By Gareth Iacobucci
GP consortia should publish data on individual GPs’ clinical decisions in order to ramp up standards in their colleagues’ performance, says the NHS Alliance.
In its response to the Government’s consultation on its NHS White paper, the Alliance’s GP Commissioning Federation says consortia should not be afraid to use leverage if peer-to-peer scrutiny uncovers ‘unexplainable and unwarranted’ variation.
It says this scrutiny could include requirements to ‘share patient level data and data about individual clinician’s behaviour’ including referral rates to particular specialties.
Health secretary Andrew Lansley has made clear that GP consortia will be expected to closely police struggling peers to ensure proper accountability under his radical overhaul of the NHS.
The Federation said the balance between ‘incentives and sanctions’ should be determined locally under the new regime, and negotiated within any new GP contract to ensure member practices are ‘fully committed’ to their consortium.
The response also calls for consortia to operate an ‘open book’ accounting policy to allow external scrutiny of their commissioning decisions, and head off accusations of conflict of interest.
It says consortia should ensure they develop: ‘a clear conflicts of interest policy, including declarations of interest in provision, [and] open-book accounting regarding investment in services.’
It also calls for consortia to be allowed to develop a new menu of enhanced services to directly offer to member practices, as long as they are independently agreed by the new NHS Commissioning Board.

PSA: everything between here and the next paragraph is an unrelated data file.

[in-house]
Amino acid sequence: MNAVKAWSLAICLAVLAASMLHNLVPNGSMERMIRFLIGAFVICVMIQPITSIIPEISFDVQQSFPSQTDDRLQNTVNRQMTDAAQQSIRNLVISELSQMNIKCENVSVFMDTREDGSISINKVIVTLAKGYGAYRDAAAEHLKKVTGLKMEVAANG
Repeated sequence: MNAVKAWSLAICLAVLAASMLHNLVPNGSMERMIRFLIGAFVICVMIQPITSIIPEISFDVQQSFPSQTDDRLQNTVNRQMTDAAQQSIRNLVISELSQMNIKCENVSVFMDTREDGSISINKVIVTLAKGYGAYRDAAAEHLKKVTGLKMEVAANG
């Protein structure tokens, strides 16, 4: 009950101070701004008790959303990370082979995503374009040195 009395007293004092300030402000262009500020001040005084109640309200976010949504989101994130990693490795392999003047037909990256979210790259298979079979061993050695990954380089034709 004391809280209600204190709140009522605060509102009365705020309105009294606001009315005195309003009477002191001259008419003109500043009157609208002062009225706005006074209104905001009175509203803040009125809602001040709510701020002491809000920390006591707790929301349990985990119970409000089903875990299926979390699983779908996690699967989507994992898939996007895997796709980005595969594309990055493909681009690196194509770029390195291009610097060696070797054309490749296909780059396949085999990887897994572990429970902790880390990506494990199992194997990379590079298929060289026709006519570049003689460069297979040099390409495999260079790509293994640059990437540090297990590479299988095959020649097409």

The feedback to the consultation has been published separately to the Alliance’s official response, which called for a dual-track introduction of GP commissioning that would allow advanced GP commissioners to take on budgets as soon as possible, but give less accomplished groups more time to prepare for the transition.
Dr Amit Bhargava, GP in Crawley, West Sussex, and co-lead of the GP Commissioning Federation, added: ‘GP commissioning consortia will give us the opportunity to shift the power back to clinicians and their local communities. But it won’t be the same for everyone, as we are all at different stages of the learning path.
Julie Wood, director, GP Commissioning Federation, said: ‘GP commissioning consortia are definitely the way forward. But we also recognise that, if we are to truly reap the benefits of clinically-driven commissioning, we will need to make significant changes – not only to systems and processes that support GP commissioning but also, fundamentally, to the behaviours and cultures that run through the NHS for both commissioners and providers.’
Outpatient referrals should be scrutinised by consortia, says the NHS Alliance Take a pioneering role in the restructure of primary care
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